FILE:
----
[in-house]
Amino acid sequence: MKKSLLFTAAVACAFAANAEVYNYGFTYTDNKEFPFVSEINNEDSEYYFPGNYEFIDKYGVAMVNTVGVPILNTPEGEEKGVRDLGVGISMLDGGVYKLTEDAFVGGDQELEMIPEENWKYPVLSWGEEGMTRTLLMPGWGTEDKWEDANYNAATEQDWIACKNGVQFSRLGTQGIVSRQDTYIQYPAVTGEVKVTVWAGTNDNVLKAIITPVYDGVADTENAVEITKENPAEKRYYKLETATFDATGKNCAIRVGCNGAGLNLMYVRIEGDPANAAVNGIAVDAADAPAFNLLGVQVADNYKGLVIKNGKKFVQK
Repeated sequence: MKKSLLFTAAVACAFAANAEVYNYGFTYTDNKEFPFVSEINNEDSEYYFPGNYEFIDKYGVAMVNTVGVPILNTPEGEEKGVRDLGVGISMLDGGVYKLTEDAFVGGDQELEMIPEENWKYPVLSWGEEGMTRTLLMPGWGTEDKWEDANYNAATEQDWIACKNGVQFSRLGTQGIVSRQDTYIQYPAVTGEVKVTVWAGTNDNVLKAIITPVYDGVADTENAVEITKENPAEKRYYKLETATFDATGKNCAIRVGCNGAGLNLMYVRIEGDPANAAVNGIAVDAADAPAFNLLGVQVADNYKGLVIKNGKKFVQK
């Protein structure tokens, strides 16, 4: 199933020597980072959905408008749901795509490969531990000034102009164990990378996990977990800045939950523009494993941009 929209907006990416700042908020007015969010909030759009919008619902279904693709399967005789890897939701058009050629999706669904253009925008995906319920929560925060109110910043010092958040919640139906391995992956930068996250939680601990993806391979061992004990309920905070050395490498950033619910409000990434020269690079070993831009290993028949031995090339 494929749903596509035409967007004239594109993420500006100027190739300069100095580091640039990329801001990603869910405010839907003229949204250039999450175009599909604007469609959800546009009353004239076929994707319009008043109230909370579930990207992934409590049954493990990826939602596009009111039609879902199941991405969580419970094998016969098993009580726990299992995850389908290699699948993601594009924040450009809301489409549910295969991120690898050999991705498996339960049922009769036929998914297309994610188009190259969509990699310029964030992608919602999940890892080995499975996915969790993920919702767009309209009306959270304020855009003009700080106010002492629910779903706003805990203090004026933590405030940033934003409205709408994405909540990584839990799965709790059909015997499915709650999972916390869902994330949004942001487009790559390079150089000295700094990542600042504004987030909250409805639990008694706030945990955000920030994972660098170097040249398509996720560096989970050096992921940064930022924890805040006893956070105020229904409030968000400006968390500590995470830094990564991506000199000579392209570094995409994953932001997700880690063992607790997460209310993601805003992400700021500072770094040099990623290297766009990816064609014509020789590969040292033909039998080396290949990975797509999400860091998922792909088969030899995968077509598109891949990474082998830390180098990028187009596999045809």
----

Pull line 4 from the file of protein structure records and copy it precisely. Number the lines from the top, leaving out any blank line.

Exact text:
């Protein structure tokens, strides 16, 4: 199933020597980072959905408008749901795509490969531990000034102009164990990378996990977990800045939950523009494993941009 929209907006990416700042908020007015969010909030759009919008619902279904693709399967005789890897939701058009050629999706669904253009925008995906319920929560925060109110910043010092958040919640139906391995992956930068996250939680601990993806391979061992004990309920905070050395490498950033619910409000990434020269690079070993831009290993028949031995090339 494929749903596509035409967007004239594109993420500006100027190739300069100095580091640039990329801001990603869910405010839907003229949204250039999450175009599909604007469609959800546009009353004239076929994707319009008043109230909370579930990207992934409590049954493990990826939602596009009111039609879902199941991405969580419970094998016969098993009580726990299992995850389908290699699948993601594009924040450009809301489409549910295969991120690898050999991705498996339960049922009769036929998914297309994610188009190259969509990699310029964030992608919602999940890892080995499975996915969790993920919702767009309209009306959270304020855009003009700080106010002492629910779903706003805990203090004026933590405030940033934003409205709408994405909540990584839990799965709790059909015997499915709650999972916390869902994330949004942001487009790559390079150089000295700094990542600042504004987030909250409805639990008694706030945990955000920030994972660098170097040249398509996720560096989970050096992921940064930022924890805040006893956070105020229904409030968000400006968390500590995470830094990564991506000199000579392209570094995409994953932001997700880690063992607790997460209310993601805003992400700021500072770094040099990623290297766009990816064609014509020789590969040292033909039998080396290949990975797509999400860091998922792909088969030899995968077509598109891949990474082998830390180098990028187009596999045809």